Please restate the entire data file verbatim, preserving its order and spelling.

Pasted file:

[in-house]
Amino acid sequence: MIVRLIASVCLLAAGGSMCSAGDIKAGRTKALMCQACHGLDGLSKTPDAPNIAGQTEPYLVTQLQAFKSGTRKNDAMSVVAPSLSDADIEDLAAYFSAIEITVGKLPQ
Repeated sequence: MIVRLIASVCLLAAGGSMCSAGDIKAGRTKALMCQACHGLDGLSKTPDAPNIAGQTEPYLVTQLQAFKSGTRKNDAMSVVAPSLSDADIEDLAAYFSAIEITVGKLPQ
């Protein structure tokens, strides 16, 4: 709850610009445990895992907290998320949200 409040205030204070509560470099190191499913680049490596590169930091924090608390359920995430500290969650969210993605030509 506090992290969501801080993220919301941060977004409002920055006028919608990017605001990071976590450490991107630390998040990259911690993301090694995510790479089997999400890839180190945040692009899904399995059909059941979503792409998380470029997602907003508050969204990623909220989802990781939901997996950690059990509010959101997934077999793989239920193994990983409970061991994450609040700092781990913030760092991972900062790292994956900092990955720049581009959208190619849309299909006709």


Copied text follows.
[in-house]
Amino acid sequence: MIVRLIASVCLLAAGGSMCSAGDIKAGRTKALMCQACHGLDGLSKTPDAPNIAGQTEPYLVTQLQAFKSGTRKNDAMSVVAPSLSDADIEDLAAYFSAIEITVGKLPQ
Repeated sequence: MIVRLIASVCLLAAGGSMCSAGDIKAGRTKALMCQACHGLDGLSKTPDAPNIAGQTEPYLVTQLQAFKSGTRKNDAMSVVAPSLSDADIEDLAAYFSAIEITVGKLPQ
């Protein structure tokens, strides 16, 4: 709850610009445990895992907290998320949200 409040205030204070509560470099190191499913680049490596590169930091924090608390359920995430500290969650969210993605030509 506090992290969501801080993220919301941060977004409002920055006028919608990017605001990071976590450490991107630390998040990259911690993301090694995510790479089997999400890839180190945040692009899904399995059909059941979503792409998380470029997602907003508050969204990623909220989802990781939901997996950690059990509010959101997934077999793989239920193994990983409970061991994450609040700092781990913030760092991972900062790292994956900092990955720049581009959208190619849309299909006709």